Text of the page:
Henry Louis Norwest
The National Aboriginal Veterans Monument stands in our nation’s capital, Ottawa, as a reminder of all the brave Métis and First Nations members of the Canadian military that sacrificed their lives for our freedom. It has been estimated that more than 12,000 members of our Aboriginal community served during the First World War, Second World War, and the Korean War. To bring to light one of the many Aboriginal soldiers, we will dive into the experience of Private Henry Louis ‘Ducky’ Norwest.
Norwest, a Métis marksman and cowboy, had a rocky start to his military career: he was discharged for misbehaviour soon after joining. Not to be denied, Norwest would travel to Calgary 8 months later, change his name, and successfully re-enlist to become a member of the Alberta Regiment of the Canadian Infantry. During his time at Vimy Ridge, Pte Norwest was awarded the Military Medal for his participation in capturing “The Pimple.”
Pte Norwest had successfully taken part in many other engagements, including the Battle of the Somme. He consistently distinguished himself while in the field amassing 115 confirmed kills as a sniper. He was also awarded a bar to his Military Medal for another act of gallantry following Vimy. Norwest, loved by his comrades, would be killed in action just three months before the end of the war.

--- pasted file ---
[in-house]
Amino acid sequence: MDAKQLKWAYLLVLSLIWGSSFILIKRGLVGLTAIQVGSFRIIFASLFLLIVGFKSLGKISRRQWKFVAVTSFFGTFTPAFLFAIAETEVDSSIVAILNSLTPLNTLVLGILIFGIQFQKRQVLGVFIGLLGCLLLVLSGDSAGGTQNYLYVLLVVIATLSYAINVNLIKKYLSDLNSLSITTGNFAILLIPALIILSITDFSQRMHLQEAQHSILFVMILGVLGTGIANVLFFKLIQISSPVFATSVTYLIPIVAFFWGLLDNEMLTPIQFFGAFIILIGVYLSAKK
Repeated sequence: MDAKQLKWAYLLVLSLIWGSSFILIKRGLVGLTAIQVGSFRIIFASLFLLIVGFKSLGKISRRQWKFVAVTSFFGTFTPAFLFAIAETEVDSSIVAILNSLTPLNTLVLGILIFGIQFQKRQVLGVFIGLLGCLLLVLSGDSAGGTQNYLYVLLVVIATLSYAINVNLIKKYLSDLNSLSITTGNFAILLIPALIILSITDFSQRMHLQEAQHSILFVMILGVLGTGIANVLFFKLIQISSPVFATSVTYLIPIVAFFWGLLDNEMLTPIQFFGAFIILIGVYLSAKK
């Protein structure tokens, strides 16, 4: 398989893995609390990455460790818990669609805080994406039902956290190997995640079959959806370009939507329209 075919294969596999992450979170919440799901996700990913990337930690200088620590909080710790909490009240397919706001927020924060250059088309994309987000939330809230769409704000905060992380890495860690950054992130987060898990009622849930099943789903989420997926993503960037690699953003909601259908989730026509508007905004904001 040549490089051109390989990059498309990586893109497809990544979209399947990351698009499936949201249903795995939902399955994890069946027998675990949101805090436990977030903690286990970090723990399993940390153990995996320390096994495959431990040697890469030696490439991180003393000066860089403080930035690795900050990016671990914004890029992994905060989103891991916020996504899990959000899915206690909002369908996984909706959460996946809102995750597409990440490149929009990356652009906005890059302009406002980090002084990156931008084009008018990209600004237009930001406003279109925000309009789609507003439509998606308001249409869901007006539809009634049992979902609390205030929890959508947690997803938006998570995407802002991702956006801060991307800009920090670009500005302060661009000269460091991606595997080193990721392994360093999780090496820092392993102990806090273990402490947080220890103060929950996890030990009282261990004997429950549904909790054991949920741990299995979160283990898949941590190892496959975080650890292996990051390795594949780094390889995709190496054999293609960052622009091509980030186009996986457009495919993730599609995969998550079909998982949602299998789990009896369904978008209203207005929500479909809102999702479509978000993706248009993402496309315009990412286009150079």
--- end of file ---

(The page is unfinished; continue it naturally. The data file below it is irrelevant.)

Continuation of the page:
To learn more about the participation of Private Henry Louis Norwest and other brave Indigenous Canadians be sure to check out our First Nations page on the Road to Vimy site. You can also find a rifle that Norwest carried in World War One on display at the Military Museums in Calgary Alberta, Canada.
Main photo: Depicted above is Private Norwest’s original gravesite marker erected by the 50th battalion. (Credit: Sharpshooter: Henry Louis Norwest/ Veterans Affairs Canada)